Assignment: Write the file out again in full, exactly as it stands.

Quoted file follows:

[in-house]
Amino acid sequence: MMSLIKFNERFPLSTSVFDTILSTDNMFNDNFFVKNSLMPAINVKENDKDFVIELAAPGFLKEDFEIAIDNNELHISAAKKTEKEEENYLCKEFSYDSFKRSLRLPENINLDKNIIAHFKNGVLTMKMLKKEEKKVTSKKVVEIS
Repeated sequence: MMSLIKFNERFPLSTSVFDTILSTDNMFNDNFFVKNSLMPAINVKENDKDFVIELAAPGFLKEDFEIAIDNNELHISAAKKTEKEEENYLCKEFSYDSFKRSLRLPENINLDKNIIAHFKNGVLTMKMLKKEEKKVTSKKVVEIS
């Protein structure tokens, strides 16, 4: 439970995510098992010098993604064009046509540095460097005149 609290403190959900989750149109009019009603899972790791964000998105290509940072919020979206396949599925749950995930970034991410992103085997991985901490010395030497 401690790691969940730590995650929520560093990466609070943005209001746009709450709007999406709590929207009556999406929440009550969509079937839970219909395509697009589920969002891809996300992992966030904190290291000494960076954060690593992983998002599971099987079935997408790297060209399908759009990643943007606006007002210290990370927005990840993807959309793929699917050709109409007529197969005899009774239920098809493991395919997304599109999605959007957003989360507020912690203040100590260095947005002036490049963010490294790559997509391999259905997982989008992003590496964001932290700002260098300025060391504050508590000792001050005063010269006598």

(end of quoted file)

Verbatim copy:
[in-house]
Amino acid sequence: MMSLIKFNERFPLSTSVFDTILSTDNMFNDNFFVKNSLMPAINVKENDKDFVIELAAPGFLKEDFEIAIDNNELHISAAKKTEKEEENYLCKEFSYDSFKRSLRLPENINLDKNIIAHFKNGVLTMKMLKKEEKKVTSKKVVEIS
Repeated sequence: MMSLIKFNERFPLSTSVFDTILSTDNMFNDNFFVKNSLMPAINVKENDKDFVIELAAPGFLKEDFEIAIDNNELHISAAKKTEKEEENYLCKEFSYDSFKRSLRLPENINLDKNIIAHFKNGVLTMKMLKKEEKKVTSKKVVEIS
């Protein structure tokens, strides 16, 4: 439970995510098992010098993604064009046509540095460097005149 609290403190959900989750149109009019009603899972790791964000998105290509940072919020979206396949599925749950995930970034991410992103085997991985901490010395030497 401690790691969940730590995650929520560093990466609070943005209001746009709450709007999406709590929207009556999406929440009550969509079937839970219909395509697009589920969002891809996300992992966030904190290291000494960076954060690593992983998002599971099987079935997408790297060209399908759009990643943007606006007002210290990370927005990840993807959309793929699917050709109409007529197969005899009774239920098809493991395919997304599109999605959007957003989360507020912690203040100590260095947005002036490049963010490294790559997509391999259905997982989008992003590496964001932290700002260098300025060391504050508590000792001050005063010269006598």